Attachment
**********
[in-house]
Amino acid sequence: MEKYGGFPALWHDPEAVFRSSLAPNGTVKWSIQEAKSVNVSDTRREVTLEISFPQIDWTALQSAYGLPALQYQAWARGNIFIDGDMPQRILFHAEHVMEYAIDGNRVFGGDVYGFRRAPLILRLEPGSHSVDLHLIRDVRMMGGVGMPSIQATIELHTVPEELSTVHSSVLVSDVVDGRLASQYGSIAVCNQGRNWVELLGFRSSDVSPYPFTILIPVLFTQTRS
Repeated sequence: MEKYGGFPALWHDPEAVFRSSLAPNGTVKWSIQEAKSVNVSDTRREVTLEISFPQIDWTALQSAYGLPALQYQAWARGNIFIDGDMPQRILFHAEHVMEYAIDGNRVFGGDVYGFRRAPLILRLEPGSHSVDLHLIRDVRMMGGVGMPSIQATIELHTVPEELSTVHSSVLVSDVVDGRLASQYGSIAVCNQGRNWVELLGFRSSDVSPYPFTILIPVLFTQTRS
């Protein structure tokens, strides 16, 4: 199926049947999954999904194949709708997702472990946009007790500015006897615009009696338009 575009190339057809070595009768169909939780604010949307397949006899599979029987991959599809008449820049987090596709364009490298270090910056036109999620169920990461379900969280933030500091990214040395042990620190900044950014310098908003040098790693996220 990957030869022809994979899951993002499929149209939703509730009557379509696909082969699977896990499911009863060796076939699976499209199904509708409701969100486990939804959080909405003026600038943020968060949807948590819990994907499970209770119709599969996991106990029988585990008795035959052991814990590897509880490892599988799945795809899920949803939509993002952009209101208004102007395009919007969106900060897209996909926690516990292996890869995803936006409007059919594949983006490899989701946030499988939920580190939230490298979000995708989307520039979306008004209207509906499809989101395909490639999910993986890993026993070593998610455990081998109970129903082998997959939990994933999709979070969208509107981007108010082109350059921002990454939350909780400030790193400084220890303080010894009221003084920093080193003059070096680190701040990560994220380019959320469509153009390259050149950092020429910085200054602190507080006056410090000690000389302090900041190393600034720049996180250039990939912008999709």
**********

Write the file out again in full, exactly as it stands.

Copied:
[in-house]
Amino acid sequence: MEKYGGFPALWHDPEAVFRSSLAPNGTVKWSIQEAKSVNVSDTRREVTLEISFPQIDWTALQSAYGLPALQYQAWARGNIFIDGDMPQRILFHAEHVMEYAIDGNRVFGGDVYGFRRAPLILRLEPGSHSVDLHLIRDVRMMGGVGMPSIQATIELHTVPEELSTVHSSVLVSDVVDGRLASQYGSIAVCNQGRNWVELLGFRSSDVSPYPFTILIPVLFTQTRS
Repeated sequence: MEKYGGFPALWHDPEAVFRSSLAPNGTVKWSIQEAKSVNVSDTRREVTLEISFPQIDWTALQSAYGLPALQYQAWARGNIFIDGDMPQRILFHAEHVMEYAIDGNRVFGGDVYGFRRAPLILRLEPGSHSVDLHLIRDVRMMGGVGMPSIQATIELHTVPEELSTVHSSVLVSDVVDGRLASQYGSIAVCNQGRNWVELLGFRSSDVSPYPFTILIPVLFTQTRS
């Protein structure tokens, strides 16, 4: 199926049947999954999904194949709708997702472990946009007790500015006897615009009696338009 575009190339057809070595009768169909939780604010949307397949006899599979029987991959599809008449820049987090596709364009490298270090910056036109999620169920990461379900969280933030500091990214040395042990620190900044950014310098908003040098790693996220 990957030869022809994979899951993002499929149209939703509730009557379509696909082969699977896990499911009863060796076939699976499209199904509708409701969100486990939804959080909405003026600038943020968060949807948590819990994907499970209770119709599969996991106990029988585990008795035959052991814990590897509880490892599988799945795809899920949803939509993002952009209101208004102007395009919007969106900060897209996909926690516990292996890869995803936006409007059919594949983006490899989701946030499988939920580190939230490298979000995708989307520039979306008004209207509906499809989101395909490639999910993986890993026993070593998610455990081998109970129903082998997959939990994933999709979070969208509107981007108010082109350059921002990454939350909780400030790193400084220890303080010894009221003084920093080193003059070096680190701040990560994220380019959320469509153009390259050149950092020429910085200054602190507080006056410090000690000389302090900041190393600034720049996180250039990939912008999709």